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The Medical Professionalism Blog

The Institute of Medicine’s Report – Best Care at Lower Cost: Changing the Paradigm and Creating a New Vision for Choosing Wisely® in U.S. Health Care

On September 6, 2012, the Institute of Medicine (IOM) released a long-awaited report: Best Care at Lower Cost: The Path to Continuously Learning Health Care in America. Recognizing that our health care system does not deliver the quality of care we would expect based on the tremendous financial resources allocated to it, the report focused on ways to achieve higher-quality care while reducing cost. The report identified four areas where there are opportunities to create a continuously learning health system and improve care:

  • science and informatics;
  • patient-clinician relationships;
  • incentives; and,
  • culture.

What resonated with me most was not just the recognition that better care can be achieved while reducing cost, but that there is a real paradigm shift in the language used and emphasis placed on leadership, collaboration and culture. Leadership, collaboration and culture are centerpieces of the Choosing Wisely campaign.

The IOM report challenges our current approach to health care and forces us to think differently about how we talk about care. Even in choosing the title of the report, the authors were deliberate in the language they used and tell us that the title of the report:

“underscores that care that is based on the best available evidence, takes appropriate account of individual preferences, and is delivered reliably and efficiently–best care–is possible today and is generally less expensive than the less effective, less efficient care that is now too commonly provided.”

It is hard to imagine a thoughtful conversation on “less expensive care” 10 years ago – it was the third rail of health care discourse. Being able to talk about care that is less expensive as possibly the best care is a real paradigm shift. For too long, we have held the belief that more expensive care equated to better quality and outcomes.

The Archives of Internal Medicine series “Less is More” has been an important driver of the shifting conversation. The series, overseen by Rita Redberg, a cardiologist, researcher and editor at Archives, focuses on articles and research demonstrating that overuse is not good medicine—that it is not only wasteful and disrespectful to patients—but in some situations can be harmful. When resources are utilized beyond published clinical evidence and guidelines prescribed by specialty societies, the results are not quality medicine.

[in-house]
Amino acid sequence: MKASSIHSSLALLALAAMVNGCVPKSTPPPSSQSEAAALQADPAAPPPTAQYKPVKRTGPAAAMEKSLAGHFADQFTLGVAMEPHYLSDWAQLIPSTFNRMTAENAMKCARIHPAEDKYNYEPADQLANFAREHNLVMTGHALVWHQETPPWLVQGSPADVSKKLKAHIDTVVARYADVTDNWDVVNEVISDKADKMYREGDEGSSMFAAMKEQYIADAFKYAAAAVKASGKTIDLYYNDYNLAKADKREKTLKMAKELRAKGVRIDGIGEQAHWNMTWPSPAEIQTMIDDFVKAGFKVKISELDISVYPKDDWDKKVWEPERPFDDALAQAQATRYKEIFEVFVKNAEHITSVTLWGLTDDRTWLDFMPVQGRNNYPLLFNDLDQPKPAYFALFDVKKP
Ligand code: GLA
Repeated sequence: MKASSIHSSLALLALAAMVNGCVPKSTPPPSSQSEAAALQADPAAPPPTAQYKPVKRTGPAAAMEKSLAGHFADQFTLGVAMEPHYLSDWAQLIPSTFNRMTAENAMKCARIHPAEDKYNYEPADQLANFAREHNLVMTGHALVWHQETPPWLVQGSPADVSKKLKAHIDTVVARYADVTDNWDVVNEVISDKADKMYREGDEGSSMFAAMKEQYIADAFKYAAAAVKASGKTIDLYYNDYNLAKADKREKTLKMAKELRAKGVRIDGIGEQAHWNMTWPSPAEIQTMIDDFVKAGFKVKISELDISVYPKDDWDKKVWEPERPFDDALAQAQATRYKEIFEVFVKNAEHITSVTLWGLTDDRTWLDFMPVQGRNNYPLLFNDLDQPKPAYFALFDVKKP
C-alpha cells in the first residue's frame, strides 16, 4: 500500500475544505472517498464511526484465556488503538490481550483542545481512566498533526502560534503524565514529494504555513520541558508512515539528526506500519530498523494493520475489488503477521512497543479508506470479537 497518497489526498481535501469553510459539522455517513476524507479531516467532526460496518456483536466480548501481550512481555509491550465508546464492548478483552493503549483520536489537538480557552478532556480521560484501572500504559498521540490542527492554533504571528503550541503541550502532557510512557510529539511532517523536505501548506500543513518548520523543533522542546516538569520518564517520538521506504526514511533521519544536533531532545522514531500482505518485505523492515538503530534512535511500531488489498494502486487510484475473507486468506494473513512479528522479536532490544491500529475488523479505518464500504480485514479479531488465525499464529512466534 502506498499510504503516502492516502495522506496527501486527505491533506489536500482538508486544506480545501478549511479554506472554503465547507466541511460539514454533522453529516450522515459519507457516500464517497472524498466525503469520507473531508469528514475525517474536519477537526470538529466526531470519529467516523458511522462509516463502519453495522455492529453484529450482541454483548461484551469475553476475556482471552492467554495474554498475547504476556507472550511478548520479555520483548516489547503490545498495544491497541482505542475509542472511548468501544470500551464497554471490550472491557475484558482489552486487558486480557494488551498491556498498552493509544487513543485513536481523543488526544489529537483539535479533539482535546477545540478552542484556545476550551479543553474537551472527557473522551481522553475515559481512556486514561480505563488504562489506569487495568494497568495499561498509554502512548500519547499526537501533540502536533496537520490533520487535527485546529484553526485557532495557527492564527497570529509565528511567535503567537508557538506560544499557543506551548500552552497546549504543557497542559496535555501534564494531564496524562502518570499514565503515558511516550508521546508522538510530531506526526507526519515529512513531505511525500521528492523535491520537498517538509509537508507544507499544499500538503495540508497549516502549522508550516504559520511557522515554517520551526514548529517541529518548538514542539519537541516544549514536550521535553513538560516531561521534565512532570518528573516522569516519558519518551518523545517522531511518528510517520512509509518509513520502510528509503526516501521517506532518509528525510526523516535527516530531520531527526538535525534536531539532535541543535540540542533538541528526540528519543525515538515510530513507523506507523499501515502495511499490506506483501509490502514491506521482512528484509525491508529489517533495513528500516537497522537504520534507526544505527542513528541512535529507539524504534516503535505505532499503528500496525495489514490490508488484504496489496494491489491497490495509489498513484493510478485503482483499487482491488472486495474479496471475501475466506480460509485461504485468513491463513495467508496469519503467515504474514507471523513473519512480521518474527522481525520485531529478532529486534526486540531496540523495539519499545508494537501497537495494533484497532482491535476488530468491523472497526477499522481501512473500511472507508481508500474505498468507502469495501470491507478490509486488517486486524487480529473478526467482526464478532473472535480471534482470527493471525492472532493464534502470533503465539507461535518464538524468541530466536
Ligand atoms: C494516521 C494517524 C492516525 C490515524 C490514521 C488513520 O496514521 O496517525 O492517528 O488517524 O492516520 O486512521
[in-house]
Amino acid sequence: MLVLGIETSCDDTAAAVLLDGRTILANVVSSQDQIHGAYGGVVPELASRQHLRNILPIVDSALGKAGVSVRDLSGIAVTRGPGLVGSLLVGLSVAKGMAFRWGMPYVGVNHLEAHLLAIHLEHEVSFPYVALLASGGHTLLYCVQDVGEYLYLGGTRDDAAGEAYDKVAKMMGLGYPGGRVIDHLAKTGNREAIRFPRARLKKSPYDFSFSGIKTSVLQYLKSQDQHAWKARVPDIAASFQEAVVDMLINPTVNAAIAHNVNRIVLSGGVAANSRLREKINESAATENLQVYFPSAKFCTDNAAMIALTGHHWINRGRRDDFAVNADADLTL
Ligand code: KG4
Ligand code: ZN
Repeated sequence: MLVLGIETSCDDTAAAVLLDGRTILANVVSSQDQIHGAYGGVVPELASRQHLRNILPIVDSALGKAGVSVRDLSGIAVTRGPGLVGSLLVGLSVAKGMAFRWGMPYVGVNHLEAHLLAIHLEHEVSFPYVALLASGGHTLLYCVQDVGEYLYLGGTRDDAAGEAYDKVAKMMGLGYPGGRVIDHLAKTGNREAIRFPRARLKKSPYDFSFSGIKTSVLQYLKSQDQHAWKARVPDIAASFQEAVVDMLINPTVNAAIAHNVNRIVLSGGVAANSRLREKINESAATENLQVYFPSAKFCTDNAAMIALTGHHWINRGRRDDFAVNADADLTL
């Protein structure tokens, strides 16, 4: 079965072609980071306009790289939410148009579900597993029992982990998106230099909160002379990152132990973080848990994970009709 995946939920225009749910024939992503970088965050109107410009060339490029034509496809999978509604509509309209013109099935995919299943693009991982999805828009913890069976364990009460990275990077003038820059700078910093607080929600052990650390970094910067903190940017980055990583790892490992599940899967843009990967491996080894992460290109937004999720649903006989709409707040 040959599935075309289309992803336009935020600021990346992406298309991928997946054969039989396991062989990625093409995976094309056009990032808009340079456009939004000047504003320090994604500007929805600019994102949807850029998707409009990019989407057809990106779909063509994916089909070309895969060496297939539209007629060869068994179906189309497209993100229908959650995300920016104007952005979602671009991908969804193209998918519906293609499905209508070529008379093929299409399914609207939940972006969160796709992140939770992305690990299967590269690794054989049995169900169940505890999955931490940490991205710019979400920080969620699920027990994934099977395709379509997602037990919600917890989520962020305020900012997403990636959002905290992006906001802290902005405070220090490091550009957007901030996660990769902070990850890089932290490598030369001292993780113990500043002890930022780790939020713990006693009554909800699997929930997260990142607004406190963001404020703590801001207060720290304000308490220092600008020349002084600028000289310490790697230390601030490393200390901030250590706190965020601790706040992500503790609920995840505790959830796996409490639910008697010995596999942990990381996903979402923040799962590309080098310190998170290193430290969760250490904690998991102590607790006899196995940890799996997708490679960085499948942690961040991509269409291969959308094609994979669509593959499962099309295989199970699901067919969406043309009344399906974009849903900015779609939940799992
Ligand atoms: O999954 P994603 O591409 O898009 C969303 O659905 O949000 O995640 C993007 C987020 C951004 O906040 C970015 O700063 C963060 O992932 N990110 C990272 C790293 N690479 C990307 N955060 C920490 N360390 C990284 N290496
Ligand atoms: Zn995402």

In focusing on quality improvement opportunities, the IOM report showcases the leadership and collaboration of specialty societies and patient and consumer groups in launching the Choosing Wisely campaign. The report also does an excellent job highlighting the importance of a leadership-instilled culture of learning, something that we are trying to achieve through the campaign.

As Choosing Wisely progresses, it will grow to be not just about the leaders, but how the leaders speak about and create awareness of their recommendations and the importance of the reduction of waste. Publications like the IOM report provide fortitude for the leaders to lead, as well as providing practicing physicians with the evidence needed to do what is in the best interest of their patients.

Will the new IOM report generate the media and public interest seen when Crossing the Quality Chasm was published? That has yet to be seen, but I am confident it will get the attention of the health care community and be a wonderful prescription for the long-term recovery of the health care system – step by steady step.

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